“It’s heartbreaking,” Teresa said.



A bee crawls on the outside of a bee box owned by David Huffer.

One pest that has recently wreaked havoc on honey bees is the varroa mite. David compares it to a tick the size of one’s fist stuck to the human body. The parasite latches onto bees, sometimes sucking the fat out of their bodies and spreading diseases. A significant infestation can cause a whole honeybee colony to die.

Beekeepers can control the mites through different techniques such as natural acids, Mullet said. But it takes much more care to treat them.

Currently, honeybees are not on the endangered species list. However, other bee species, such as the rusty patched bumblebee, have made the list. The honeybee population has also been in decline in recent years.

To help with this, David and Teresa don’t mow their lawn for some months in the summer to help give the bees more foraging options.

Luckily, the colony seems to improve in numbers during the height of summer; David said he’ll typically have about 2 million bees.



A close up one of David Huffer's hives.

David estimates one out of every three bites of food someone takes has been pollinated by a species of bee. Some say that if bees die out, humankind will go shortly thereafter.

“Without bees, we’d have much less diverse landscape in terms of what plants are out there and less accessible systems of agriculture,” Kietzman said.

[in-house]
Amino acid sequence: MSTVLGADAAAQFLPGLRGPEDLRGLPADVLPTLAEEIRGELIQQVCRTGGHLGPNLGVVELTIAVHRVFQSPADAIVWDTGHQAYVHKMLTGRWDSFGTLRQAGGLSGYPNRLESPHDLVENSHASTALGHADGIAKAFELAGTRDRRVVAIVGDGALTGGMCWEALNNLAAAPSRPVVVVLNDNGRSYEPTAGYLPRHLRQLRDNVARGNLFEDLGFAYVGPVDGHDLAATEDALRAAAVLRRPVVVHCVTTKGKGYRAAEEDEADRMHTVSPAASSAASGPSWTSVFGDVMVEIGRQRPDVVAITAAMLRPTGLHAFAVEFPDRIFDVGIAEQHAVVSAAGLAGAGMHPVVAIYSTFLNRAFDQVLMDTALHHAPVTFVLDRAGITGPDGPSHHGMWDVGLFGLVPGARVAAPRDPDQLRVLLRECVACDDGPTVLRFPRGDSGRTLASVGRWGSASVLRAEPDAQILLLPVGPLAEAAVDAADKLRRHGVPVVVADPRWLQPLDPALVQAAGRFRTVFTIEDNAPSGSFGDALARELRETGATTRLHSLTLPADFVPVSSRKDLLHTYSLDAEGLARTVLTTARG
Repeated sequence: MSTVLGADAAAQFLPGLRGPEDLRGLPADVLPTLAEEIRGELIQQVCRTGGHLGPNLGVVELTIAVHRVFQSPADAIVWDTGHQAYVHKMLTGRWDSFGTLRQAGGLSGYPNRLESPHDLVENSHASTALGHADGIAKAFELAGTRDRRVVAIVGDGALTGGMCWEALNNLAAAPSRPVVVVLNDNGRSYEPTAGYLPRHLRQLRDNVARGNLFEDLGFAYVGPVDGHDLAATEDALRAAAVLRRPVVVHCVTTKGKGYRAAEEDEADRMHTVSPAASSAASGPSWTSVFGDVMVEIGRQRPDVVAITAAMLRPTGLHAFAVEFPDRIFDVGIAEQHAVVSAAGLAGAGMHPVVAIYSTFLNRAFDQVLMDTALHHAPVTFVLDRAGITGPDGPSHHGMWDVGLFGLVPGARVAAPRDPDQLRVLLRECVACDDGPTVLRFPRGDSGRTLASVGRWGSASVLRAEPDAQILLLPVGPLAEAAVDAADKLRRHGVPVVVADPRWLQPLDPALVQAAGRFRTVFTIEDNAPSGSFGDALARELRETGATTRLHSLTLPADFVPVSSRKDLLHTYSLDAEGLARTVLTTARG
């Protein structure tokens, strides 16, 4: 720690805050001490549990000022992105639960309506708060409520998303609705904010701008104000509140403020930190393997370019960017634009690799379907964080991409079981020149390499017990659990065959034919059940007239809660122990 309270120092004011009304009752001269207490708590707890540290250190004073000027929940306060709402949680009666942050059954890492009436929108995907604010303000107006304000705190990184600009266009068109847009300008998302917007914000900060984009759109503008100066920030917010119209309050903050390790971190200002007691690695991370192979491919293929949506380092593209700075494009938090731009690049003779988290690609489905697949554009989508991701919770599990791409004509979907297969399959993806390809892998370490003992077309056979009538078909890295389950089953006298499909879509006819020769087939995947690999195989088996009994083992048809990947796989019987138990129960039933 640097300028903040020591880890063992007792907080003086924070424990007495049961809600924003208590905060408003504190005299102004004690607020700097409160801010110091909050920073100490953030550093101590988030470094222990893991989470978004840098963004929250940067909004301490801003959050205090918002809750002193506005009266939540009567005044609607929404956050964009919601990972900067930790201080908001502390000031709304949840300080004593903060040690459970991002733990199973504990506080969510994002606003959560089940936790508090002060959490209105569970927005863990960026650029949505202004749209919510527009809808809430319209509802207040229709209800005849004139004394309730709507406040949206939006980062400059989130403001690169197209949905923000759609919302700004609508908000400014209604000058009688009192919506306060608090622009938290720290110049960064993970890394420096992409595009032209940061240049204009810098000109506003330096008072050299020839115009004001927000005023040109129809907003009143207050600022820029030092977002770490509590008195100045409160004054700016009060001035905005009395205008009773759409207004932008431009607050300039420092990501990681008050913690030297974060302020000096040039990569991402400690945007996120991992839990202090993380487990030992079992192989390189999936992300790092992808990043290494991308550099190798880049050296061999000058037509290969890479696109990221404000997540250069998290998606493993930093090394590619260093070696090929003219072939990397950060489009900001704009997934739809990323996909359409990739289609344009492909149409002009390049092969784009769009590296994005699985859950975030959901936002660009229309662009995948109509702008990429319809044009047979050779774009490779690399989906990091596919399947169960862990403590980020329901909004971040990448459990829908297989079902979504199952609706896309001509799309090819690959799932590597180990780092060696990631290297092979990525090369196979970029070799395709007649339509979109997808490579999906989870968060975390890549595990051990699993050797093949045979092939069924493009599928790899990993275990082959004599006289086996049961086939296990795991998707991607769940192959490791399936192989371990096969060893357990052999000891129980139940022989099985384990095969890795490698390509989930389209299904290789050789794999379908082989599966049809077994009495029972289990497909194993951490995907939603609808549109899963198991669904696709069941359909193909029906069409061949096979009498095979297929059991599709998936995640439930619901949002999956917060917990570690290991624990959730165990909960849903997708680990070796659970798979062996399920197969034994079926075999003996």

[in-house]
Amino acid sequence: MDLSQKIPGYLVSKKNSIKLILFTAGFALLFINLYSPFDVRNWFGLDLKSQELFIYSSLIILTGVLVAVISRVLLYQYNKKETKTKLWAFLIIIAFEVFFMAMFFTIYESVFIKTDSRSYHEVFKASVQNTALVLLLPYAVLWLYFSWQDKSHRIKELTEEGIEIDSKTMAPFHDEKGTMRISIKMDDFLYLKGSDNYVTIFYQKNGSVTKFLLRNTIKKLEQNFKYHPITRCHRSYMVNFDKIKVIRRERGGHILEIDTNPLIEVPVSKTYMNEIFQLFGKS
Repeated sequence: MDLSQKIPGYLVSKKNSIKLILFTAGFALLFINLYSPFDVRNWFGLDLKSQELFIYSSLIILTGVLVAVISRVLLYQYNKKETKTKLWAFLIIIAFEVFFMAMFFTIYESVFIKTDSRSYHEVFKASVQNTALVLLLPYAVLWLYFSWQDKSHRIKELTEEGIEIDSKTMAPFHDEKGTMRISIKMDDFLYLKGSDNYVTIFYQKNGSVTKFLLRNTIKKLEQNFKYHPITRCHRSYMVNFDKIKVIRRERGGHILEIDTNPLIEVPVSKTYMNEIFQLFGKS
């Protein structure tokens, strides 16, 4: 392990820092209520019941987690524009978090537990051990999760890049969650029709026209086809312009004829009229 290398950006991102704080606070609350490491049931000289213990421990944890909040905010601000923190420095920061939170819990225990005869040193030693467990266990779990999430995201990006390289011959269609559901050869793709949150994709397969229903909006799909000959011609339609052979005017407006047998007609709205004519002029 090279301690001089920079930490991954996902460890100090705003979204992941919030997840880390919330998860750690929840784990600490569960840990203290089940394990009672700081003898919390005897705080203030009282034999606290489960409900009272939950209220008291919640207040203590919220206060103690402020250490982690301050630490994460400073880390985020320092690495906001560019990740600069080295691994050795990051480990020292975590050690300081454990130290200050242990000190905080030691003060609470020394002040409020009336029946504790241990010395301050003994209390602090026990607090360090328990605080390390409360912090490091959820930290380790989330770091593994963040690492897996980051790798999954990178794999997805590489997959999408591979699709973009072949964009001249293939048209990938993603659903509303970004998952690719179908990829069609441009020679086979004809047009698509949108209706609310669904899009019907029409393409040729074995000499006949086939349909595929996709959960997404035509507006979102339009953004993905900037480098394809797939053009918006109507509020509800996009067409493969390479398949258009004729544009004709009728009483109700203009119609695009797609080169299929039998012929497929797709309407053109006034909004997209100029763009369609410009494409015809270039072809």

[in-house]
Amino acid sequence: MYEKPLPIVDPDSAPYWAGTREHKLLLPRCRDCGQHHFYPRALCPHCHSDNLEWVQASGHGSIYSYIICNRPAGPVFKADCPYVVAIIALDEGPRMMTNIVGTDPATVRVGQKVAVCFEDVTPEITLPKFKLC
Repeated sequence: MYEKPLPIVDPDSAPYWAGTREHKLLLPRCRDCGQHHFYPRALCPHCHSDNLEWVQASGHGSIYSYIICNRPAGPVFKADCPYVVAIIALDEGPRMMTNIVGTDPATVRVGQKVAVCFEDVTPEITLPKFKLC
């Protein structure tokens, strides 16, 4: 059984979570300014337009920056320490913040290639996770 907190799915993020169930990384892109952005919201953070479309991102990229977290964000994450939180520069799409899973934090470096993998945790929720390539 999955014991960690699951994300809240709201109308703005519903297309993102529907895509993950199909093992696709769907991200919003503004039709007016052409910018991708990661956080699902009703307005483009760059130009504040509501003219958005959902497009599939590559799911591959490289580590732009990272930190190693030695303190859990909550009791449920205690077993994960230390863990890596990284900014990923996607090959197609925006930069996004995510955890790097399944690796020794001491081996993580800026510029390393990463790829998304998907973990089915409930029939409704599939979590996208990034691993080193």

It also seems that bees are producing less honey than they used to. Several years ago, it wasn’t uncommon to take about 100 pounds of honey off a hive, David said. Now, beekeepers are happy if they get half that.

Still, twice a year, when it’s time to collect honey, the whole family gathers for the experience.

“We tell every new beekeeper that you’ll never taste any honey as good as the first honey you take off because it’s just amazing, the difference between store honey,” David said.

Passing down the passion

David and Teresa didn’t come from a family of beekeepers. David’s father worked in the military; Teresa’s was a union worker. Their friend who introduced them to the hobby is a second-generation beekeeper, but the Huffers have started their own family line.

Their son-in-law helps manage the hives and maintain their other apiaries, and their daughter has also suited up on occasion. Now their 6-year-old granddaughter, Kyrian, has gotten passionate about bees, too.

Since she was 3, Kyrian has been working with bees. She’ll help take off honey from the hives and “play customer” at the Bee Barn while wearing her beekeeper uniform, Teresa said. Once, when a 4-year-old Kyrian was at the pool, her mother caught her trying to feed a bee part of her lollipop, remembering that bees eat sugar.

“Maybe she’ll be a future entomologist,” David predicts.



David Huffer lifts up a honeycomb frame to check on one of his many hives to make sure they are healthy and have survived the winter.

David and Teresa also welcomed another grandson and hope to one day teach him about bees and get him interested in the hobby.

“It’s a learning experience. You’re always learning something about the bees. They’re fascinating insects,” David said. “Who would’ve thought eight, nine years ago that I would be playing with 60,000 to 80,000 bees at a time?”

Development by: Megan Knapp / Digital Production Editor